Tag Archives: child undernutrition

Launch of Cochrane Review on WASH and Chilhood Undernutrition

Launch of Cochrane Review on WASH and Chilhood Undernutrition – Nov 6, 2013. | Source: SHARE

The UK Launch of the Cochrane Review on WASH and Childhood Undernutrition was held yesterday at the London School of Hygiene and Tropical Medicine (LSHTM). Lead author Dr Alan Dangour, Senior Nutrition Lecturer at LSHTM, presented the findings, followed by comments from a distinguished panel including Ms Anna Taylor, Senior Nutrition Advisor at the UK Department for International Development (DFID), Mr Girish Menon, Director or International Programmes and Deputy Chief Executive at WaterAid and Professor Sandy Cairncross OBE of LSHTM.

This study was funded by DFID through the SHARE Research Consortium and provides a definitive synthesis of the current evidence relating improvements in drinking water, sanitation and hygiene (WASH) to childhood undernutrition. The study has attracted much interest in the scientific community as well as in the media, including stories in the BBC and in the Independent. UK-Launch-Cochrane-Review-201317

The full Cochrane Review can be accessed here. In brief, the evidence suggests that WASH interventions confer a benefit on growth in children under five years of age. These findings make an invaluable contribution to the area of child health. Almost 220 million children under the age of five years in low income countries suffer from chronic or acute undernutrition, which increases the risks of illness and death in childhood. Research and experience have shown that food-based interventions to tackle this problem cannot alone provide the solution, pointing to the importance of environmental factors. By consolidating and synthesising available research on the links between WASH and under nutrition this review provides an initial evidence base in favour of putting greater emphasis on WASH in nutrition interventions and lays the groundwork additional research in this area.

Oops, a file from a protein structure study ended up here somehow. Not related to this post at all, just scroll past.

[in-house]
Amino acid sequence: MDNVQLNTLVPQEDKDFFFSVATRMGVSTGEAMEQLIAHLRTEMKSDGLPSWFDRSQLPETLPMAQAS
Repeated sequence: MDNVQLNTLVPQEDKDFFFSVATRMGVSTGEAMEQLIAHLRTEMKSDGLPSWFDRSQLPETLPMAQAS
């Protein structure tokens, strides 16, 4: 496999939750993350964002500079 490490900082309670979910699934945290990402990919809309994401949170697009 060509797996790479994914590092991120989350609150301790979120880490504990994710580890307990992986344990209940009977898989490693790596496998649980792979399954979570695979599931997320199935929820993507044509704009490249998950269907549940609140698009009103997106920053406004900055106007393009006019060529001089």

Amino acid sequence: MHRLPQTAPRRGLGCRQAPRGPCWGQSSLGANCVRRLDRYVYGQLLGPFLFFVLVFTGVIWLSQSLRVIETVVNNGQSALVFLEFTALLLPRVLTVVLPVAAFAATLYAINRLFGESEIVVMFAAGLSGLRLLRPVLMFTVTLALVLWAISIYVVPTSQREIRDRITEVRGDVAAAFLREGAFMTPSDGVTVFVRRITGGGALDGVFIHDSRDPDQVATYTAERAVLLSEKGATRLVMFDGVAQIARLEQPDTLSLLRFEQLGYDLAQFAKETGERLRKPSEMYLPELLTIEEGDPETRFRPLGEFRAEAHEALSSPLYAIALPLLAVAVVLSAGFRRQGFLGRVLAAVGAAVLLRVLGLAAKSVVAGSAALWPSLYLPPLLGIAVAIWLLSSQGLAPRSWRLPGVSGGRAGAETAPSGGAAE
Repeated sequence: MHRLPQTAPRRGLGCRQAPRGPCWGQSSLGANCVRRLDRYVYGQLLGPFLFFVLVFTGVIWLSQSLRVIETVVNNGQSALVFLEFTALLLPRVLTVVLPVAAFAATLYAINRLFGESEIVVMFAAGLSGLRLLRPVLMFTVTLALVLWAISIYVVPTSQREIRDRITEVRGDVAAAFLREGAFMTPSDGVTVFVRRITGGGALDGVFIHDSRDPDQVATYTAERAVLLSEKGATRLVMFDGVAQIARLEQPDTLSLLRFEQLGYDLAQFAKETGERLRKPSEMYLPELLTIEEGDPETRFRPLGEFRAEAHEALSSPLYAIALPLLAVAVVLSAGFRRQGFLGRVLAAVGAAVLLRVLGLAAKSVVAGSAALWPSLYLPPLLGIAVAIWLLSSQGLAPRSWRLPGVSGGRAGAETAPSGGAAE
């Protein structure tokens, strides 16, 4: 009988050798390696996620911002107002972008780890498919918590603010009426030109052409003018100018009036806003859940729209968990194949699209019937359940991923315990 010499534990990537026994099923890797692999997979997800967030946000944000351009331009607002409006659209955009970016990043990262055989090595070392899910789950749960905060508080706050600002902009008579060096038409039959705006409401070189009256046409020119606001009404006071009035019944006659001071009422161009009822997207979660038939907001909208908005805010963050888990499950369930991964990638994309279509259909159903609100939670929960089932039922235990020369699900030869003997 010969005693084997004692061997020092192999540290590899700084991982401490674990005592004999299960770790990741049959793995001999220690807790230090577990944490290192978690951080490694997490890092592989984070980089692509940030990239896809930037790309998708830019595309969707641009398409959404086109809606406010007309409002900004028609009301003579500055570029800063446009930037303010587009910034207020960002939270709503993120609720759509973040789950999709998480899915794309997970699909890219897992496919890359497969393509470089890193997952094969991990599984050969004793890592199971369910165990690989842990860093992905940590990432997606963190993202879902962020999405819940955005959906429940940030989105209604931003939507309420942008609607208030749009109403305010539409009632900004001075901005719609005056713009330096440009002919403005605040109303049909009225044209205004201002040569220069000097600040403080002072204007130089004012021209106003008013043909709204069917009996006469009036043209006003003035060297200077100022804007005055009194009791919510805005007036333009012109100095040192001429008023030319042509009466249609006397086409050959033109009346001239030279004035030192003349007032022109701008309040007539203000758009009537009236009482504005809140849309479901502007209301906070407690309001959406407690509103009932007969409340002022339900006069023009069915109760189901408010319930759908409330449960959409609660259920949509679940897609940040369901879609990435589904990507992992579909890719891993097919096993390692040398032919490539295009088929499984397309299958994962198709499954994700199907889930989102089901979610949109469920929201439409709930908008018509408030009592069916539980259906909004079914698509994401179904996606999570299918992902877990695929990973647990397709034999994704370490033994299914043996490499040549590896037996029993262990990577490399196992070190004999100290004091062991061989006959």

Anna Taylor spoke on the strength of this evidence base in relation to similar evidence on comparative nutrition interventions. She also highlighted the challenge that lies ahead, of applying these findings to create meaningful integration of programmes aimed at improving nutritional outcomes in children under the age of five. One important step forward, she said, would be to use this new evidence to make a compelling case for including WASH as a nutrition specific intervention to add to the existing ten interventions recommended in the Lancet Series on Maternal and Child Nutrition published in June this year.

Sandy Cairncross remarked on how this work on the linkages between WASH contributes to a long tradition of such thinking. Some of the earliest studies of the health impact of water and sanitation were by nutritionists: Leonardo Mata in Central America and Andrew Tomkins in Nigeria.

Girish Menon’s comments helped set the context for discussion on how to bring the research findings to life at a programmatic level, with examples of how WaterAid is taking this agenda forward through piloting of integrated WASH/nutrition interventions.

Making hygiene the central issue